6.What among the following is true about single-row sub-queries?
      1. They return only one row
      2. They use single-row operators
      3. Both A and B
      4. None of the above

      7.Which of the following are valid multi row operators used for sub-queries?
      1. <=
      2. ANY >=
      3. !=
      4. >=

      8.What does the ANY operator evaluates to in the above query?
      1. TRUE
      2. FALSE
      3. NULL
      4. 0

      9.What can be said about the < ANY operator in the query given above?
      1. It gives the maximum value of salary
      2. It gives the minimum value of salary
      3. It means it gives the values that are lesser than the highest
      4. None of the above

      10.What will be the outcome of the above query (the option A in the question above), if the < ALL is replaced with the >ALL?
      1. It will execute successfully giving the same result.
      2. It will throw an ORA error
      3. It will execute successfully but give the employees’ details who have salaries lesser than all the employees with job_id ‘FI_ACCOUNTANT’.
      4. None of the above

      11.What is true about sub-queries in general?
      1. Sub-queries have to be executed separately from the main queries
      2. Sub-queries can be executed at the will of the user, they are not related to the main query execution
      3. Sub-queries are equal to two sequential queries where the results of inner query are used by the main query
      4. All of the above

      12. What should be the best practice to follow when we know what values we need to pass on to the main query in Oracle queries?
      1. Using GROUP BY
      2. Using sub-queries
      3. Using HAVING
      4. None of the above

      13.What is the maximum number of nesting level allowed in an Inline View type sub-query?
      1. 255
      2. 300
      3. 216
      4. Unlimited

      1-C,   2-A,   3-D,   4-D,  5-A,   6-C,   7-B,   8-A,   9-C,  10-C,   11-C,  12-D,   13-D

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      Using the Set Operators Questions

      1.Which SET operator does the following figure indicate?
      Table UNION
      1. UNION
      2. UNION ALL
      3. INTERSECT
      4. MINUS

      2.Which SET operator does the following figure indicate?
      Table INTERSECT
      1. UNION
      2. UNION ALL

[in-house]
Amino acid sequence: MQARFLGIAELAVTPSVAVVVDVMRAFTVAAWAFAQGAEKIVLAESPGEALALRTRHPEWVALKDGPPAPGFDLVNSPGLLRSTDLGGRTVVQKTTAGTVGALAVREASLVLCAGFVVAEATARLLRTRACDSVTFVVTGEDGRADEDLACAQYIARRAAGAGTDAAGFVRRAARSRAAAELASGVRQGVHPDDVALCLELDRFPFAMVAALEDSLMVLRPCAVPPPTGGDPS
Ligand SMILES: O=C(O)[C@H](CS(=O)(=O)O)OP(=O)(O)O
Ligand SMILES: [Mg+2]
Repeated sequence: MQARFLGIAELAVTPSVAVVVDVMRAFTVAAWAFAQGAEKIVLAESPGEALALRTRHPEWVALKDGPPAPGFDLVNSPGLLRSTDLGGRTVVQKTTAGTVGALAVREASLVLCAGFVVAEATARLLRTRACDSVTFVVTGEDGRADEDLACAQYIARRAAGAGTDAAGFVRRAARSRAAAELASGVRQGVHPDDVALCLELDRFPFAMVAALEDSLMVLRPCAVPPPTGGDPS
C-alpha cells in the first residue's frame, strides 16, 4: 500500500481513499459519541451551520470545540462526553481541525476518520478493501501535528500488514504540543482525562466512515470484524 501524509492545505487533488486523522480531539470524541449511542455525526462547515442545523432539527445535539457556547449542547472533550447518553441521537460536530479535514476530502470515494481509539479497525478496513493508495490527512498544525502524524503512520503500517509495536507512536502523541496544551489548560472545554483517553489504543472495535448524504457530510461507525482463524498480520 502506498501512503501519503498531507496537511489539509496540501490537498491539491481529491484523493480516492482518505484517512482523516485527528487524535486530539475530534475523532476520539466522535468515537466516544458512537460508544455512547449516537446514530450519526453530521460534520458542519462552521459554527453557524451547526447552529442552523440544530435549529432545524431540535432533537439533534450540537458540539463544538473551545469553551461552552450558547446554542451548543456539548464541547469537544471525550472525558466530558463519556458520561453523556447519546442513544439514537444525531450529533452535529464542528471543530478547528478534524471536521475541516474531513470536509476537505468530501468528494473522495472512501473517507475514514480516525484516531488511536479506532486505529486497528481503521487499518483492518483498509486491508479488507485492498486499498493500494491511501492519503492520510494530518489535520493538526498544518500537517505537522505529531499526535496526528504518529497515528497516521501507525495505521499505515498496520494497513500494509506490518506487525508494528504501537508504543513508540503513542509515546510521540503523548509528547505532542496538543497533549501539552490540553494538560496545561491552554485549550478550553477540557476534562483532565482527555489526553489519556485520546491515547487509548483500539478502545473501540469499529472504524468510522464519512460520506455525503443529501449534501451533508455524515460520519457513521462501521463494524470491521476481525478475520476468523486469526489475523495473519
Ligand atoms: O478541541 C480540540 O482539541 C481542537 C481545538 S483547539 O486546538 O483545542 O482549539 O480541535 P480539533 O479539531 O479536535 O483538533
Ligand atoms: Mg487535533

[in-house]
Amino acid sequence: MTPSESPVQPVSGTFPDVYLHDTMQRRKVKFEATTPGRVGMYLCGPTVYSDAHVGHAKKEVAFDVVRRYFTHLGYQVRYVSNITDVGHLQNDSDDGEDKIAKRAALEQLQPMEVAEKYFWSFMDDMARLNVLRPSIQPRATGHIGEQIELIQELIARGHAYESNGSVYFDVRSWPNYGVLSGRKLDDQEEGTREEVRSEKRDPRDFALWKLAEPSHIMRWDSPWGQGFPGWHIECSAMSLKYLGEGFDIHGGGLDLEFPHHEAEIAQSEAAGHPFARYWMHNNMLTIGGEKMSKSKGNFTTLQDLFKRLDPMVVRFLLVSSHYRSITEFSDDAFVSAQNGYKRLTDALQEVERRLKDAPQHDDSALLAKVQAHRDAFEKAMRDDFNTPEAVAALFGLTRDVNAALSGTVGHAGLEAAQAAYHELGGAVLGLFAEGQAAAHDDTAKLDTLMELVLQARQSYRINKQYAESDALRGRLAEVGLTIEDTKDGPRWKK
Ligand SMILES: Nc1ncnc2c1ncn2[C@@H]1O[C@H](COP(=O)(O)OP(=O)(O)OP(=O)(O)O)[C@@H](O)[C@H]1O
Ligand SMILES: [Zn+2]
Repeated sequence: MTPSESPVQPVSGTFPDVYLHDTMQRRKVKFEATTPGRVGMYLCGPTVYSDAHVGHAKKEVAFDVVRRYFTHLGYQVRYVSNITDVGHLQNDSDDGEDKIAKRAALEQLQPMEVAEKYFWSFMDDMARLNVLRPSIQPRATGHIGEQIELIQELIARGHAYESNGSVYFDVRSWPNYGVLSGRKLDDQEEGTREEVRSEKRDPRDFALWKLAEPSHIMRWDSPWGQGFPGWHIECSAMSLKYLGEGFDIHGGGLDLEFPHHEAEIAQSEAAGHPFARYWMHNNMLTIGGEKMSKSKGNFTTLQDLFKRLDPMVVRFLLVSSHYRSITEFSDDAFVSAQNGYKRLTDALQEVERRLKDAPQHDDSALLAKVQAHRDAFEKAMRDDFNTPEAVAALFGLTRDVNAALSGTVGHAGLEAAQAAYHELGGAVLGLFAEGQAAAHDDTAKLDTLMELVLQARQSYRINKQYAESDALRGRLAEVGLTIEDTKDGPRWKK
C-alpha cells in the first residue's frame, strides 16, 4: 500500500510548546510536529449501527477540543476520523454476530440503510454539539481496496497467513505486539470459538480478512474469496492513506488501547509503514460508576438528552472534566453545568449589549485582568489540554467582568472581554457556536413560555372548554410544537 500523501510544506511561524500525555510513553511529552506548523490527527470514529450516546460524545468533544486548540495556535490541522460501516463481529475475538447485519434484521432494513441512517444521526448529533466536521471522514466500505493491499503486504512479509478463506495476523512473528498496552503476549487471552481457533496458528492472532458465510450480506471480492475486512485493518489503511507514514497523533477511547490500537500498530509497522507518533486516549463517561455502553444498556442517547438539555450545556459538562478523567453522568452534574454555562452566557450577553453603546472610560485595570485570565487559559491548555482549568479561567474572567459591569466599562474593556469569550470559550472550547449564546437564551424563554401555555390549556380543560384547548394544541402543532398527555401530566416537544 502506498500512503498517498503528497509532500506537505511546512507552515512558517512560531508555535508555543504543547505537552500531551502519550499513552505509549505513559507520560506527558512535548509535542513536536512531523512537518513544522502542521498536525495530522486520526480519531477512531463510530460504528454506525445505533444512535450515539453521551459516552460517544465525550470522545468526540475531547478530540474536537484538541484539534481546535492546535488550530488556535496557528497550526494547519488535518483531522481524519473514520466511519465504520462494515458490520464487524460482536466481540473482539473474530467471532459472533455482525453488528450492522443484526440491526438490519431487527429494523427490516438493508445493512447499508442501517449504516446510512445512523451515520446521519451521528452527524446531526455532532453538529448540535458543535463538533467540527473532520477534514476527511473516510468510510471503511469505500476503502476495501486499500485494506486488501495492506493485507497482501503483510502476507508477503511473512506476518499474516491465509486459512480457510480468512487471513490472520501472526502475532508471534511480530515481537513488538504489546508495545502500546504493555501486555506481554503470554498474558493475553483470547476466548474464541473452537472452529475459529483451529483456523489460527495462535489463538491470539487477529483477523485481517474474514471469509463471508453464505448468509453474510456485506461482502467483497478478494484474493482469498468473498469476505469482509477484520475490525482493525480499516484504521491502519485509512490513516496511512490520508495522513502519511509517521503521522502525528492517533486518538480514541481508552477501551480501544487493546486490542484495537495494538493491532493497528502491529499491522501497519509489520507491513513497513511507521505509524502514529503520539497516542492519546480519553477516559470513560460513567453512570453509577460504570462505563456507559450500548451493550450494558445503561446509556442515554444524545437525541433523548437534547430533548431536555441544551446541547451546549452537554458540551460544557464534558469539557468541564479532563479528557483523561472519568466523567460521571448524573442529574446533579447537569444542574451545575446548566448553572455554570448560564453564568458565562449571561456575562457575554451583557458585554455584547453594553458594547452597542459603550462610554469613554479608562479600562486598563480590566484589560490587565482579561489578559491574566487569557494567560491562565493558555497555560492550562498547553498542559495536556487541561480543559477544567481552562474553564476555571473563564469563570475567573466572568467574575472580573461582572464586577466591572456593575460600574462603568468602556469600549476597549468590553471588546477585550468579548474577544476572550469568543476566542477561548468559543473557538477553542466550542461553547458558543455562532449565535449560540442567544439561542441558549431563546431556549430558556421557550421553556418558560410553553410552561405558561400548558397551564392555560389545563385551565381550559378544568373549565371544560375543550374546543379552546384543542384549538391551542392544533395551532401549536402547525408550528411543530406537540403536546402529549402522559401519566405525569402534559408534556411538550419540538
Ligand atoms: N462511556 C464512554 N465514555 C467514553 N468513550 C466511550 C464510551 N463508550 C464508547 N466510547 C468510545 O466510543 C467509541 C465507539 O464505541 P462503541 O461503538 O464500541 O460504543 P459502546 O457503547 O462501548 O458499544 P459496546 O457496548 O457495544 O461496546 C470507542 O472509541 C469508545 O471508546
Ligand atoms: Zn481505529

3. INTERSECT
      4. MINUS

      3.What is true about the UNION ALL operator?
      1. It returns rows from the combined queries along with NULL values
      2. It returns rows for the combined queries after eliminating duplicates
      3. It returns rows for the combined queries along with duplicate values
      4. It returns rows for the combined queries ignoring the NULL values

      4.What is the precedence of the set operators UNION, UNION ALL, INTERSECT and MINUS?
      4. Equal precedence

      5.What is the order of evaluation of set operators?
      1. Left to Right
      2. Right to Left
      3. Random Evaluation
      4. Top to Bottom

      6.What among the following is true about SET operators?
      1. SET operators cannot be used in sub-queries
      2. SET operators can only be used in the WHERE clause
      3. ORDER BY can be used for all queries combined by a SET operator
      4. SET operators can be used in sub-queries

      7.What is the best way to change the precedence of SET operators given the fact that they have equal precedence?
      1. The order of usage of the SET operators can be changed to change the precedence
      2. The equal precedence cannot be changed
      3. Parenthesis can be used to change the precedence
      4. None of the above

      8.What will happen if the SELECT list of the compound queries returns both a VARCHAR2 and a NUMBER data type result?
      1. Oracle will convert them implicitly and return a VARCHAR2 data type result
      2. Oracle will convert them implicitly and return a NUMBER data type result
      3. An ORA error is thrown
      4. None of the above

      9.What is true about the UNION operator?
      1. It eliminates the duplicate values ignoring NULL values
      2. It returns duplicate values ignoring NULL values
      3. It returns duplicate values including NULL values
      4. It eliminates duplicate values and does not ignore NULL values

      10.What is true about the INTERSECT operator?
      1. The number of columns and data types of the columns in the component queries should be the same
      2. The names of the columns and data types of the columns in the component queries should be the same
      3. Both A and B
      4. None of the above

      11.What can be said about the result set if the order of the intersected tables is altered when using INTERSECT?
      1. The result is altered
      2. The result remains the same
      3. The sorting changes on alteration
      4. None of the above

      1-A,   2-C,   3-C,   4-D,  5-(A,D),   6-D,   7-C,   8-C,   9-D,  10-A,  11-B